Oahu has several key spots for Hawaiian music. The Brothers Cazimero remain one of Hawaii’s most gifted duos (Robert on bass, Roland on 12-string guitar), appearing at Chef Chai (www.chefchai.com; tel. 808/585-0011) for a monthly full moon dinner show. If you’re here in early December, the Brothers Caz do a Christmas show at the Hawaii Theatre (www.hawaiitheatre.com) that is not to be missed. Locals dress up in their leis and best aloha shirts, and you can feel the holidays in the air.
House Without a Key is one of my favorite places to listen to Hawaiian music, both for the quality and the ambience. The Hilton Hawaiian Village (tel. 808/949-4321) has live music nightly at the Tapa Bar and at the Tropics Bar and Grill. Plus, every Friday night is Rockin’ Hawaiian Rainbow revue (a tribute to Duke Kahanamoku) at 7pm with fireworks starting at 7:45 ($20). Its Waikiki Starlight Luau features Hawaiian entertainment with dinner 5 nights a week (Sun–Thurs) for $99 to $125.
Kana ka pila means to make music, so it makes sense then that the Kana Ka Pila Grille (tel. 808/924-4994) at the Outrigger Reef on the Beach has one of the city’s best Hawaiian-music lineups, including slack key guitarists Cyril Pahinui (son of famed guitarist Gabby Pahinui).
Live Blues, R&B, Jazz & Pop
The blues are alive and well in Hawaii, with quality acts (both local and from the Mainland) drawing enthusiastic crowds. The best-loved Oahu venue, Anna Bannana’s, is now Anna O’Brian’s, 2440 S. Beretania St., between University Avenue and Isenberg Street (tel. 808/946-5190), still rocking after 30 years in the business, with reggae, blues, and rock—plus video games and darts. New owners seem to have done some upgrades but have kept the important stuff the same; look for blues on Sunday.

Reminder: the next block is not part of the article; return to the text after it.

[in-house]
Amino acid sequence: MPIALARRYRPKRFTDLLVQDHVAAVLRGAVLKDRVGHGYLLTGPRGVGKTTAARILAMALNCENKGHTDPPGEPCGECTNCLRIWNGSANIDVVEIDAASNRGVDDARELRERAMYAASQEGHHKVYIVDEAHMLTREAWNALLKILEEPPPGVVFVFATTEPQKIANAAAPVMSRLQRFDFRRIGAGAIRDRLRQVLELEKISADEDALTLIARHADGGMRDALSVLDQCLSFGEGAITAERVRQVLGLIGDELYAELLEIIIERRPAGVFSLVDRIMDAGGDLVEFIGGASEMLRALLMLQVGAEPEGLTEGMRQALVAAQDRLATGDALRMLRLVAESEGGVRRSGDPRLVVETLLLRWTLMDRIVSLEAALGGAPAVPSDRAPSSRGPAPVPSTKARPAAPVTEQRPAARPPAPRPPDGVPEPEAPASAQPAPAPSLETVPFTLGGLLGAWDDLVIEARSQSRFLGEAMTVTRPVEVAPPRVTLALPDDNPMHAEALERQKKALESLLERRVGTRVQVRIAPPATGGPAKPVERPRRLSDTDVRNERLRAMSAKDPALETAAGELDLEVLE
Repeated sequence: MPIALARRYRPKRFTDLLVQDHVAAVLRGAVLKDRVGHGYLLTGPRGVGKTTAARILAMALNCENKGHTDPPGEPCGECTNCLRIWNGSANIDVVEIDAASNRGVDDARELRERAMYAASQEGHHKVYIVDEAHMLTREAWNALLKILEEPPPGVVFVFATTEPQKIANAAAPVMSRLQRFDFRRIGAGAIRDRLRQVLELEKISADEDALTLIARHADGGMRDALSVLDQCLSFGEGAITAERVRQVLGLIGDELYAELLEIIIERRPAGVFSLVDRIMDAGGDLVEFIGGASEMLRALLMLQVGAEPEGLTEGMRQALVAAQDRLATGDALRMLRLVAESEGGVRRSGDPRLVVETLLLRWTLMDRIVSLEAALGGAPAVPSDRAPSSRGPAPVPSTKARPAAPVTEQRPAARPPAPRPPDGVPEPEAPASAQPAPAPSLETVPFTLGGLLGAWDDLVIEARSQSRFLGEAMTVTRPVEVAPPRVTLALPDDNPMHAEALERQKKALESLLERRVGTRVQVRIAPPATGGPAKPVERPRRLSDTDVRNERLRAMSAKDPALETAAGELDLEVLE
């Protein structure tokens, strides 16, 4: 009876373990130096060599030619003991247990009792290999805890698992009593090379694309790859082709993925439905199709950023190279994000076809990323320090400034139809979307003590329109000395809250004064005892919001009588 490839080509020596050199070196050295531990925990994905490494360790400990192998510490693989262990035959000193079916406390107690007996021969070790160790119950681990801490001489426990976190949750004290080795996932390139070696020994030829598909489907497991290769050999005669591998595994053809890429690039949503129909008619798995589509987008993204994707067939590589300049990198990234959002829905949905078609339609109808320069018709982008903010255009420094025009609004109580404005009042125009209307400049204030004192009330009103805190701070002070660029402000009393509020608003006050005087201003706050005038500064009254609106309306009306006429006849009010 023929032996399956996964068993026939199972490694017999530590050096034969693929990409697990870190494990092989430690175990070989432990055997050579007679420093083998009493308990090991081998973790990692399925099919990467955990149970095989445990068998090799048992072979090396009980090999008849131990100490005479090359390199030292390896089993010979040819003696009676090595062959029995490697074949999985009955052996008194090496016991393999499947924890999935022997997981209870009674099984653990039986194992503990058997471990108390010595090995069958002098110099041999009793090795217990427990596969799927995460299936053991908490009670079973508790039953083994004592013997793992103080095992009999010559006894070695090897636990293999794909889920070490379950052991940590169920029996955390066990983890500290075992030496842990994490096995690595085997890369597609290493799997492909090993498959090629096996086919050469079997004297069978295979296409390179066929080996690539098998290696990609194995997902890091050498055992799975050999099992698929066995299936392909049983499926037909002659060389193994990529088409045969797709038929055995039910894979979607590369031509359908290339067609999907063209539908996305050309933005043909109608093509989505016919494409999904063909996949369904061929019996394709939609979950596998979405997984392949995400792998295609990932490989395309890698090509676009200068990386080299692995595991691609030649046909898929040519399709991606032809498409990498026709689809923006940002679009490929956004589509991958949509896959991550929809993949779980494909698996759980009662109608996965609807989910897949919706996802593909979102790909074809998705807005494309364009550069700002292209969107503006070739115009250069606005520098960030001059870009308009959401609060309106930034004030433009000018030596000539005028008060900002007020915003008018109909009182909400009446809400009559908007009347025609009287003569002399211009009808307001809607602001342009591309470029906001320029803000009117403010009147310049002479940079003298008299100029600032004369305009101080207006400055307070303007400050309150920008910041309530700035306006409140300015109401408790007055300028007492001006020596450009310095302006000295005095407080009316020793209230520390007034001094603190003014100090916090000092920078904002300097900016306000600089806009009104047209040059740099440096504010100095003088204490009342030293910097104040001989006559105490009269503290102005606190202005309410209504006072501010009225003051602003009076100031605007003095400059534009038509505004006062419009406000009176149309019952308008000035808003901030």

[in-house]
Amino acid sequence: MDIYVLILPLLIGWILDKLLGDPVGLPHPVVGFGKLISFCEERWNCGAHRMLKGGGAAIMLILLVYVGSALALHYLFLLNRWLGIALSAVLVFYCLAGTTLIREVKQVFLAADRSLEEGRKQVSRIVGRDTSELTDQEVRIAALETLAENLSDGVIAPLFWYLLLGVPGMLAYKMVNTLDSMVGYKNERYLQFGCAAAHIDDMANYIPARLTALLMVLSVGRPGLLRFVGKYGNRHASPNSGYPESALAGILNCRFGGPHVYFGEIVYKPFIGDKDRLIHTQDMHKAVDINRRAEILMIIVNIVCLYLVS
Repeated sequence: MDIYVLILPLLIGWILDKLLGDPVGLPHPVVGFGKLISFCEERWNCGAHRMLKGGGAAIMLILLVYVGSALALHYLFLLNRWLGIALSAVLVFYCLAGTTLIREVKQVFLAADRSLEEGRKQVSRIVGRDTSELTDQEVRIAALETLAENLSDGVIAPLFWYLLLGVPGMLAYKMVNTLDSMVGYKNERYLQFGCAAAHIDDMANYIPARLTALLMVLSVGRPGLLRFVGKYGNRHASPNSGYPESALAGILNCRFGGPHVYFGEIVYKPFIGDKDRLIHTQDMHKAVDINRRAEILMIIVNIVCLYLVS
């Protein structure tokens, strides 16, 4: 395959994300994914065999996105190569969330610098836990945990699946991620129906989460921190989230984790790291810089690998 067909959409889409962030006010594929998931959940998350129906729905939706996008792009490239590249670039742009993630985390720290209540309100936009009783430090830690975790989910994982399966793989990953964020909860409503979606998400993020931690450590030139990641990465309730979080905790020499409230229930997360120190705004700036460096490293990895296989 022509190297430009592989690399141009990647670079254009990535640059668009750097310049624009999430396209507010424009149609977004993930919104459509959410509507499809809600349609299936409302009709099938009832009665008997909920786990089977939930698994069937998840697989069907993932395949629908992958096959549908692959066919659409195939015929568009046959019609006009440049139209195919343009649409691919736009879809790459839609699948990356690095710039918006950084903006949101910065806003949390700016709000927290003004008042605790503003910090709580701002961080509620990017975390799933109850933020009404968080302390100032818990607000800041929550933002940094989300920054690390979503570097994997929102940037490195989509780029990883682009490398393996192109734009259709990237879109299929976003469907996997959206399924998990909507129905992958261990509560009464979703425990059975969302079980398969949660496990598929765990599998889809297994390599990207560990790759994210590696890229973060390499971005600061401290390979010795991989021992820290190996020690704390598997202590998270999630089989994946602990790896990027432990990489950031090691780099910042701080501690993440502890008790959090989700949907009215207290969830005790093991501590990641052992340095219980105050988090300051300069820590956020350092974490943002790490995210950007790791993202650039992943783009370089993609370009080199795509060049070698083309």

Tops in taste and ambience is the perennially alluring Lewers Lounge, in the Halekulani, 2199 Kalia Rd. (www.halekulani.com; tel. 808/923-2311). Recent renovations (including comfy intimate seating around the pillars) make this a great spot for contemporary jazz nightly from 8:30pm to midnight.
Outside Waikiki, the Veranda, at the Kahala Hotel & Resort, 5000 Kahala Ave. (www.kahalaresort.com; tel. 808/739-8888), is a popular spot for the over-40 crowd, with nightly jazz music and a dance floor.
Check www.honolulujazzscene.com for daily listings.
Showroom Acts & Revues
Showroom acts that have maintained a following include "The Magic of Polynesia"(www.magicofpolynesia.com; tel. 808/971-4321), a show with illusionist John Hirokana nightly at 6:30pm (dinner show $99–$149 adults, $67–$78 children 4–11; show only $55 adults, $35 children 4–11). This was also the home of Hawaiian entertainer Don Ho, who passed away in 2007.
"Te Moana Nui," formerly “Creation—A Polynesian Journey at the Sheraton Princess Kaiulani,” is now at the Pacific Beach Hotel. Produced by Tihati, the state’s largest entertainment company, the show is a theatrical journey of fire dancing, special effects, illusions, hula, and dances from Hawaii and the South Pacific. Shows are Monday, Wednesday, and Thursday (dinner show starts at $115 adults, $82 children 5–12; cocktail show $68 adults).
The Performing Arts
“Aloha shirt to Armani” is how I describe the night scene in Honolulu—mostly casual, but with ample opportunity to part with your flip-flops and dress up.